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Scott Hilborn is one of 11 freshmen on a 24-man CHS football roster. (Photos by JohnsPhotos.net)

Seniors Dawson Houston (with ball) and Gavin Straub have grown into leaders for the Wolves.

It’s a year of transition.

The Coupeville High School football team faces several obstacles now, which could pay off big-time down the road.

Or, at least that’s the hope.

The Wolves, coming off a 3-6 record, play an independent schedule this fall, and will do so with a roster where freshmen account for 11 of 24 players.

As the CHS gridiron squad rebuilds under second-year coach Marcus Carr, school officials decided to pull the football program from the 1A North Sound Conference this year.

With Coupeville expected to drop down to 2B in the next classification counts, that gives the Wolves a chance to avoid powerhouses like King’s and Cedar Park Christian, while facing teams they better match up with.

The September schedule pits CHS against the same four teams it opened against last year — Port Townsend, Vashon Island, Friday Harbor, and La Conner.

The Wolves opened 2018 with a strong 3-1 showing against that lineup, then tailed off once conference play began.

This time around, Coupeville is also matched up against Kittitas, Northwest Christian (which is new to football), Anacortes (which killed its varsity program due to a lack of older players), and Interlake.

The lone North Sound Conference foe the Wolves retain is next-door neighbor South Whidbey, which keeps the annual clash for The Bucket alive.

Opting for an independent schedule was a path Coupeville’s arch-rivals took two years ago, and the Wolves are hoping for similar success.

Playing a mix of 2B and Canadian schools, South Whidbey surged to a 7-2 record in 2017, filled out its roster considerably, then claimed a playoff spot last season in the debut year for the North Sound Conference.

For Coupeville to make the playoffs as an independent team it has to go undefeated — something last accomplished by the Wolves in 1990.

But while making the postseason this fall is a long shot, the chance to grow the Wolf roster and build confidence among young players is huge.

“We want to improve our win/loss record,” Carr said. “We have 11 freshmen, so getting them game experience and confidence (is the goal).

“We also want to see better execution on the offensive side of the ball.”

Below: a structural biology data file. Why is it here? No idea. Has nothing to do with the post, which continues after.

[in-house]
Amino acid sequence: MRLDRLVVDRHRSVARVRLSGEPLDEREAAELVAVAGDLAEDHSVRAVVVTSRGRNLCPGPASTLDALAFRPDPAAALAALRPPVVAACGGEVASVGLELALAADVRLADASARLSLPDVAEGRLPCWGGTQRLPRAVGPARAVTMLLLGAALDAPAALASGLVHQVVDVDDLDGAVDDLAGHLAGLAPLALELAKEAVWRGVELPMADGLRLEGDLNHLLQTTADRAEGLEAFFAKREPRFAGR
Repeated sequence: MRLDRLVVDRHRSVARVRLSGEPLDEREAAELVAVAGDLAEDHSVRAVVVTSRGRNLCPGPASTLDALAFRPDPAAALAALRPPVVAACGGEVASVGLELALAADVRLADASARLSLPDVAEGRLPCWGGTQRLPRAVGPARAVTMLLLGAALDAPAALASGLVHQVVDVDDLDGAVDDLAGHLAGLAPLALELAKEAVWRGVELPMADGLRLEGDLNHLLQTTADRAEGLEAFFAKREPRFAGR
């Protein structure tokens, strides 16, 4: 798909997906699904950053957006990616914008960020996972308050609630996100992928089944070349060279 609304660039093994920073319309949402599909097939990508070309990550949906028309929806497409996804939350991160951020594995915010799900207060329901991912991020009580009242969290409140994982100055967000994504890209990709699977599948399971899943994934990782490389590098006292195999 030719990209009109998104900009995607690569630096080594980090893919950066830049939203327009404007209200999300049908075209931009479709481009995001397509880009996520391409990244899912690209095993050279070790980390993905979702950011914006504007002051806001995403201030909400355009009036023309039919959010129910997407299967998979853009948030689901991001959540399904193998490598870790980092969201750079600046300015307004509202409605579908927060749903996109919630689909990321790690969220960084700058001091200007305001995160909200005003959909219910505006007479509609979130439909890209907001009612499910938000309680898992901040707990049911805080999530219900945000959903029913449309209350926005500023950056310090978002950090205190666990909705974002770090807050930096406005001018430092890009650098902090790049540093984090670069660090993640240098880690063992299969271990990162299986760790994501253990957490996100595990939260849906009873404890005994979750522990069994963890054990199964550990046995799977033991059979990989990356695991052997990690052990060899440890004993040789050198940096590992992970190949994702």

The Wolves are transitioning to a spread offense, which means “timing between the QB’s and receivers is very important.”

Dawson Houston returns for his second season as Coupeville’s starting quarterback, and his primary targets will be fellow seniors Sean Toomey-Stout and Gavin Knoblich.

Toomey-Stout, listed as a wide receiver after playing running back previously, was a First-Team All-Conference player as a junior on offense, defense, and special teams.

One of the stars of a viral video in which a wayward deer became his lead blocker as he returned a punt for a touchdown, “The Torpedo” remains one of the most-explosive players to ever pull on a CHS uniform.

Knoblich, who gives Houston a tall target with sure hands, was a Second-Team All-Conference pick at tight end during his junior campaign.

Senior running back Andrew Martin, fond of bustin’ heads as he rumbles for yardage, and senior linebacker Gavin Straub, who had a strong performance at spring camp, are among other key players.

Also back in action are senior Gavin St Onge, junior Ben Smith, and sophomores Isaiah Bittner, Gabe Shaw, and Brian Casey.

Junior Dakota Eck, who played for Coupeville through middle school, returned to town last spring, and rejoins the Wolves.

New to the CHS gridiron program are senior Austin Galletta, sophomore Cole Hutchinson, and, in somewhat of a huge, yet very positive, surprise, the largest freshman class in recent memory.

Coupeville’s middle school football program shut down mid-way through last season, due to a lack of healthy players.

Now it’s been disbanded for good, and replaced with a boys soccer team which will make its debut this fall.

But, thanks to a combination of middle school players who hung on through the tough times, and others who are new to the school or football program, Coupeville is flooded with 9th graders.

And it’s a group which will likely get a lot of playing time right away.

Skills players Scott Hilborn (RB, S) and Daylon Houston (CB, WR, K), as well as lineman Josh Upchurch, Kai Wong, and Kynel Hart are already making names for themselves, while their fellow frosh are all looking to make a big splash of their own.

Dominic Coffman,Timothy Ursu, Joven Light, Kevin Partida, Nick Armstrong, and Cameron Epp round out the current roster.

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Coupeville QB Dawson Houston, who will be a senior this fall, returns to lead a football team which is transitioning to an independent schedule for a season. (Photo by JohnsPhotos.net)

There’s a positive buzz in the air.

Coupeville High School’s football coaching staff met with players and parents Wednesday, acknowledging challenges which face the Wolf gridiron program, while focusing on the positives.

With gear being issued Thursday, and spring practice kicking off the next day, 40-50 people were in the stands in the CHS gym as head coach Marcus Carr kicked off his second season at the helm of the program.

“I’m looking forward to getting started!” he said.

Carr is currently hoping for somewhere in the range of 22-25 players, which would be very solid given 10 of the 22 players on last fall’s season-ending roster graduate next week.